Varicose veins, often thought of as a cosmetic problem, are actually a sign of an underlying disorder of the circulatory system. Vein disease occurs when veins have trouble carrying blood from your body back to your heart. The main cause is heredity. You are at higher than average risk if your mother or grandmother — or even someone on your father’s side — suffers from serious vein problems. Also, due to pregnancy, women are more often affected than men.
Symptoms of vein disease may seem harmless at first but can develop into serious problems if left untreated. In the beginning, many people experience leg “heaviness”, which is sometimes disregarded and attributed to stress or exhaustion. However, experiencing continual “heaviness” should be taken seriously. Other symptoms include pain or tenderness along the course of a vein, itching or burning sensations and “restless” leg syndrome, typically occurring at night as the muscles tend to contract to push blood back toward the heart. Aching, swelling, muscle cramps, exercise intolerance, bulging veins, blue veins and enlarged veins are other symptoms that can occur. Patients typically experience relief of symptoms when walking or elevating their legs.
Even though these symptoms can sometimes be tolerated or brushed off, they should be taken seriously. They can progressively get worse and turn into bigger problems if treatment is not sought.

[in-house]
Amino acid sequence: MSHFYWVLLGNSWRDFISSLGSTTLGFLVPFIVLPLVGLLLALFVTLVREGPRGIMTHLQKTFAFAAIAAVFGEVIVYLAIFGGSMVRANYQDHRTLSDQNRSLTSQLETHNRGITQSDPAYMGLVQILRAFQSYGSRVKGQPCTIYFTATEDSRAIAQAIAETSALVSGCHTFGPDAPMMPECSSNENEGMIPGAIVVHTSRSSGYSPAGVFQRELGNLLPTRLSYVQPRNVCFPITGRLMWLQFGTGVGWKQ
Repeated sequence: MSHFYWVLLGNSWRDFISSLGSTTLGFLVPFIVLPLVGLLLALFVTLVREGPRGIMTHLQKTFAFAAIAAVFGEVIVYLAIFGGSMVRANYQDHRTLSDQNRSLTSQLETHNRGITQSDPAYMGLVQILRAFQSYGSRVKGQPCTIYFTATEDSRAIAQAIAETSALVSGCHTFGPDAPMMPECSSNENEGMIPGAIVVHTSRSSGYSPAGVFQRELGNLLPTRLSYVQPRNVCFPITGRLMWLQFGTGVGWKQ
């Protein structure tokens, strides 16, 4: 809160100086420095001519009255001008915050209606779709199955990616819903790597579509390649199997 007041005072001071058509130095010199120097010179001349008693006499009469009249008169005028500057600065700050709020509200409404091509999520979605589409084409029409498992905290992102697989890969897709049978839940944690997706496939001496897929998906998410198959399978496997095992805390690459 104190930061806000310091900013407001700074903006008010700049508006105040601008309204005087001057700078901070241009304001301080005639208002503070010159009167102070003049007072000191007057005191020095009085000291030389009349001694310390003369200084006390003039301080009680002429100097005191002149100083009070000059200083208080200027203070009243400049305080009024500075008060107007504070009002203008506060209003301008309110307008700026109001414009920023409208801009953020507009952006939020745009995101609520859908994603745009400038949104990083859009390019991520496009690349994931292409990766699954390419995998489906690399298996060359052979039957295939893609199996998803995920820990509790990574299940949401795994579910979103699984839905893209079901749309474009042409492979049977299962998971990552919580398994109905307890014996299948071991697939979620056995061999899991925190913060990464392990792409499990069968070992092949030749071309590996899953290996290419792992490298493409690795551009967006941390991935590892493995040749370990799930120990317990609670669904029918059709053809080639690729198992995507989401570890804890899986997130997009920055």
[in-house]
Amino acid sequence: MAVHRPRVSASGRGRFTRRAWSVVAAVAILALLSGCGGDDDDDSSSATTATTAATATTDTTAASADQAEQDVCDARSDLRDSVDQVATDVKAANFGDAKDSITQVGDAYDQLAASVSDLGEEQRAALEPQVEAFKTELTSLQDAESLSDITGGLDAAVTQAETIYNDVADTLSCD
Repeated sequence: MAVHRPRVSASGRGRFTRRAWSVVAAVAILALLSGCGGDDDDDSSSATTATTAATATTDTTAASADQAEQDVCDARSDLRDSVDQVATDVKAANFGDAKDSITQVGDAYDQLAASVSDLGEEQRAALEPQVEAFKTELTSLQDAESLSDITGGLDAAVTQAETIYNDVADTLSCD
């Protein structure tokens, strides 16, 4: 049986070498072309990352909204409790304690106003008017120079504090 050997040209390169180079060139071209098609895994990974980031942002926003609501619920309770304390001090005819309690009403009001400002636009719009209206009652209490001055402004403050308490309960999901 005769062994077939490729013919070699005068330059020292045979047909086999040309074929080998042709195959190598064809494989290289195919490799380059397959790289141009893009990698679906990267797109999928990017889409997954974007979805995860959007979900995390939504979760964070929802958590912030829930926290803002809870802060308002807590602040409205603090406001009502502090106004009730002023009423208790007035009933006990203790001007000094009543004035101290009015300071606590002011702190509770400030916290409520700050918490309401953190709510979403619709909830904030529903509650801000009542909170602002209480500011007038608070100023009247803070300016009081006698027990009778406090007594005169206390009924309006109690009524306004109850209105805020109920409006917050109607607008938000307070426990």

If you experience any of these symptoms, talk to your doctor. You may also want to consider being evaluated by a vein specialist. For more information on varicose veins and treatment options visit www.renoveinclinic.com.
Restless Leg Syndrome (RLS) is a neurological condition that is characterized by the irresistible urge to move the legs. This may sound strange but it is a very real disorder that affects 10 percent of the population. The inability to control the movements of your own legs is very frustrating.
To be officially diagnosed with RLS you must have a strong urge to move your legs which you can’t resist or control. This is often accompanied by uncomfortable sensations- itching, tingling, or a creepy crawly feeling. Many patients find that symptoms start or become worse when resting and symptoms get better during activity and leg movement. Symptoms also tend to be worse in the evenings and can cause difficulty falling or staying asleep. This is usually the main complaint of people with RLS. RLS not only affects your legs but can also cause jerky movements during sleep that can awaken you and your spouse. These uncontrollable movements can cause sleep deprivation, which seriously impacts your work, relationships and health.
The causes of RLS are unknown, but some of the common symptoms have a connection to varicose veins. Researchers think there may be many different overlapping causes of RLS. RLS does run in the family but can also appear as a result of other conditions. A substantial number of women also develop RLS during pregnancy.
There is currently no cure for RLS, but there are options to help ease symptoms. There are pharmaceutical drugs that offer help but doctors will also advise you to look at your daily routines. Monitor your diet, make sure it is healthy and balanced and consider cutting out caffeine and alcohol. Take daily vitamins and have your doctor check for an iron deficiency. Find an exercise schedule and physical activities that help. Maintain a good sleeping schedule and try to find things to occupy your mind when you feel RLS coming on.
If you experience any of these symptoms or think you may be affected by the condition, schedule an appointment with your doctor right away.